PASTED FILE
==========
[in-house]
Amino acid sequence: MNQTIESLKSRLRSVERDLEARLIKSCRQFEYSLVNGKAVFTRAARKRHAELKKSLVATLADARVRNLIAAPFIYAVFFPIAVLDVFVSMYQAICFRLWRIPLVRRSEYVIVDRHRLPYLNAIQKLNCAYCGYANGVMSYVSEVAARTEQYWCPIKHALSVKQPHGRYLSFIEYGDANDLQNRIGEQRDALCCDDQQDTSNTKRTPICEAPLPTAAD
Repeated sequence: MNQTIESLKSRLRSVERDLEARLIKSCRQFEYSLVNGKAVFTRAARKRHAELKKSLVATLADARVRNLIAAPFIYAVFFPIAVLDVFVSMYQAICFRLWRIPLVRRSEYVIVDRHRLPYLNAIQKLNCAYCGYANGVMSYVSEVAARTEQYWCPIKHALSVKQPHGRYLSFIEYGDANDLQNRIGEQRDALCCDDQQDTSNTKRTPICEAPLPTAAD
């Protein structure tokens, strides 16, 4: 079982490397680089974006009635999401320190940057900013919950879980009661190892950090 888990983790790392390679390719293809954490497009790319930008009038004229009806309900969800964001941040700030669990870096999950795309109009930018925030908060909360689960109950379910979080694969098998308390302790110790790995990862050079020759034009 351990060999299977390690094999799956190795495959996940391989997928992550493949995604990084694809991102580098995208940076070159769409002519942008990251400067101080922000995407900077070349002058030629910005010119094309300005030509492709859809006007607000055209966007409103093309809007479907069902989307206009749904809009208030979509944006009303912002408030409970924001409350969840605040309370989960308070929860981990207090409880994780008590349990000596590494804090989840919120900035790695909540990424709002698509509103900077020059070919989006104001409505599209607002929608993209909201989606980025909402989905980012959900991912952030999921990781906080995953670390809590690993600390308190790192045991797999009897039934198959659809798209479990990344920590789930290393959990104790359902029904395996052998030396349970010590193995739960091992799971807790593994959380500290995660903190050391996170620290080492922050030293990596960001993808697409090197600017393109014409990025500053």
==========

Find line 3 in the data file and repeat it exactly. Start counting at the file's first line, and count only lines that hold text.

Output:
Repeated sequence: MNQTIESLKSRLRSVERDLEARLIKSCRQFEYSLVNGKAVFTRAARKRHAELKKSLVATLADARVRNLIAAPFIYAVFFPIAVLDVFVSMYQAICFRLWRIPLVRRSEYVIVDRHRLPYLNAIQKLNCAYCGYANGVMSYVSEVAARTEQYWCPIKHALSVKQPHGRYLSFIEYGDANDLQNRIGEQRDALCCDDQQDTSNTKRTPICEAPLPTAAD